Which White is the one for me…

You already know that not all White solids are the same shade of white.  There is White.  Off-White.  Porcelain.  Snow.

The difference in “color” is subtle but when the bolts are placed side-by-side, the difference in shade and tone is obvious.  (Even with the lighting and shadows…)  Choosing which White Bella Solid to use is a matter of preference – everybody has their favorite.  (I almost always use Bella 200.)  But some of the distinctions are very important, one in particular.

From left to right, the bolts are:

That PFD is a key distinction – so important that it is a specific designation that appears on the end of the bolt.

So what does that PFD actually mean?  Does it matter?

PFD – Prepared for Dyeing.  It means that the fabric – or garment – is specially made to be dyed.  PFD fabrics have been desized, scoured, and fully bleached, and they have not been finished or processed with optical brighteners or softeners that can interfere with dye uptake, resulting in fabrics that lack saturated color or are not evenly dyed.

Bella 97 PFD has been very popular for many years because the “bleached white” isn’t quite as “WHITE” as the Bleached Bella 98.  Bella 98 has been finished with optical brighteners to make it brighter, i.e., more “white”.  It has also been finished to prohibit the absorption of dye, including any excess dye that might be released when the fabric is washed or wet.

Bella 97 has not been finished that way, it has been purposely manufactured to maximize the absorption of the dye, whether that dye is in a dye bath or in a washing machine.  It is acting as a magnet for the dye because that is what it is supposed to do.

While it is not necessary to know these terms, they might help you decide which fabrics to use.

Desizing – that is the process of removing the “size” material from the warp yarns after the fabric has been woven.  Sizing is used in the weaving process to strengthen the warp – lengthwise – yarns to reduce breakage.

Scouring – a chemical washing process that removes natural waxes, soil and any non-fibrous impurities (e.g., seed fragments).  Scouring is a prerequisite to most other finishing processes.

Bleaching – even after scouring, even the most naturally white cotton fibers are yellowish so bleaching is often required.  It improves the whiteness by removing the natural coloration and trace impurities from the cotton.  The degree of bleaching necessary is determined by the required – and desired – whiteness of the fabric.

The next two steps are not used for PFD fabrics because they generally inhibit the absorption of the dye.

Optical Brighteners – these are synthetic chemicals used to make clothing appear whiter and brighter, and thus cleaner looking.  Optical brighteners are frequently added to liquid and powder laundry detergents. They are the modern day replacement for the decades-old practice of bluing – adding small amounts of blue dye to fabric to make it appear whiter.

Softeners – finished textiles are given a softening treatment to give the fabric a desired “hand” or feel.

So what does this mean for non-dyeing quilters?

Bella 97 PFD should only be used when dyeing fabric.  Using it in place of Bella 98 or Bella 200 can result in color transfer, especially when used with fabrics with saturated color.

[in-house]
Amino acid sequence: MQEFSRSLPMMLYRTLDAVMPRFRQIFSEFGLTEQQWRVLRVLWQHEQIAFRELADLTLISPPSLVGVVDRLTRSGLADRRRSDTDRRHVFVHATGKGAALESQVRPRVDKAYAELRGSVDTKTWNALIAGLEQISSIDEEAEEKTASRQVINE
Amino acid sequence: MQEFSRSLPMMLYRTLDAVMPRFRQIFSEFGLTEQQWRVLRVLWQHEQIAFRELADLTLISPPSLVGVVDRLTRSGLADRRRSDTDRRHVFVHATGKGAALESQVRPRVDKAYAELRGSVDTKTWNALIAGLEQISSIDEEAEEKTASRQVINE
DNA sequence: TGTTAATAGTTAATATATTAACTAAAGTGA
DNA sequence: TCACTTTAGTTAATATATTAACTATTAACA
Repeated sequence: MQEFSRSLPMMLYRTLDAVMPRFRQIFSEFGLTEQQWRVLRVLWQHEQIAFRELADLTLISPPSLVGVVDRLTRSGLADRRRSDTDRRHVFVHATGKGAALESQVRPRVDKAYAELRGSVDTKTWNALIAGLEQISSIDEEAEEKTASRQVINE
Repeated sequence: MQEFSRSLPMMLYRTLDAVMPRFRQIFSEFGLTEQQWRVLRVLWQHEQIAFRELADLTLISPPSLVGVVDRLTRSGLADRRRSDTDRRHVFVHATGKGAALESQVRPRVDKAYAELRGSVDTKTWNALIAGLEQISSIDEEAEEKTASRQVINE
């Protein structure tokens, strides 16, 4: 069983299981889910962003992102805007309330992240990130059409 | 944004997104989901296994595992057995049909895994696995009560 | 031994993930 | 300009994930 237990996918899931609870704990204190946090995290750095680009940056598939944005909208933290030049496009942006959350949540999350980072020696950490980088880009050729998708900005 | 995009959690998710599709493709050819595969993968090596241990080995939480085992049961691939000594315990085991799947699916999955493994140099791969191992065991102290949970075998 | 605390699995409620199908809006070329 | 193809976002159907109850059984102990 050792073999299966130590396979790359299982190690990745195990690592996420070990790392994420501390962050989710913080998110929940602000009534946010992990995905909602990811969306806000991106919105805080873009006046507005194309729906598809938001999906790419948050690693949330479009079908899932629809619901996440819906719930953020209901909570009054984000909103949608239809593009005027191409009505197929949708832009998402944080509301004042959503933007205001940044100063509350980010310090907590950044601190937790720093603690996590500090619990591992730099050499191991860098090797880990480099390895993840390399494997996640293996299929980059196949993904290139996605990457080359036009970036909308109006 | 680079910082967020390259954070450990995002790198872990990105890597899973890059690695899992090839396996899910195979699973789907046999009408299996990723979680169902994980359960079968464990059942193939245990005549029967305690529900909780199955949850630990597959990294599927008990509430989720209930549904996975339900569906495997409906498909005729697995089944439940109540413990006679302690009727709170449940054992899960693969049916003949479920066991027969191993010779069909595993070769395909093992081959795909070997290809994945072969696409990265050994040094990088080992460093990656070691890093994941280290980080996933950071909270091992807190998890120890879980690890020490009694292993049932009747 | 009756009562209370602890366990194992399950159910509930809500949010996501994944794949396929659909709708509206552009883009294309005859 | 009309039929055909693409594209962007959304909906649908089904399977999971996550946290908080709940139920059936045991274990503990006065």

So which White do you use?

Happy Thursday!

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43 thoughts on “Which White is the one for me…

  1. Good to know I didn’t knew that about PFD and would have never thought it. Lucky I never had a problem with color transfer although I bought PFD a lot of times. Now I think I’ll stick with the ‘normal’ solids.

  2. Really appreciated the explanation of the PFD and the process upon process a plain bolt goes through to become a bolt of Moda fabric.

    Found myself on trip down memory lane with your comment whiter and brighter…….. my 41 year old baby at age 3 said to me get xxxx product for whiter and brighter…… too much TV for you kid. haha

  3. What a timely article! I was just looking at the “white” solids I have in my stash thinking I really need to label them when I purchase them! I have a bag of hexis I made from scraps and am now trying to sort them by “white” color – quite a chore let me tell you! The last thing I want is to finish an EPP project, hold it up to admire the work, and spot a misplaced “white” hexi! Thanks Carrie for the textile lesson. You are a fount of knowledge!

  4. What an interesting article on whites. I never knew that about PDF, Moda is my go to and I usual buy 200, thank you!

  5. Wow thank you for this information. Now with the precuts and not washing them before use I know which white to use for piecing.

  6. I love your informative articles. This one was great. Thank you for your educational articles. Please keep them up!

  7. Great information! I had no idea. I’m printing this to put in my notebook- believe it or not- I remember topics but forget the details sometimes. So I keep a Quilting/Sewing binder with helpful info in it. Thanks Carrie!

  8. Two years ago, I “had” to start a new quilt in red and white. I had picked up 97 PFD and some very saturated reds. Fortunately for me, the shop owner was knowledgeable enough to ask if the fabrics would be used together and explained why I might want to choose another white. Now I pay close attention to the bolt ends. Thank you for explaining the process!

  9. Thank you for your article, and the wonderful explanation I will now rethink the use of this particular white. Since am a newer quilter less than 1 year, and have been using 97 because I read somewhere that it was preferred by a lot of quilters. I do enjoy the color as it is not a stark white and it plays beautiful with most of my other fabric choices. Do you have a suggestion for a “softer” white to replace 97?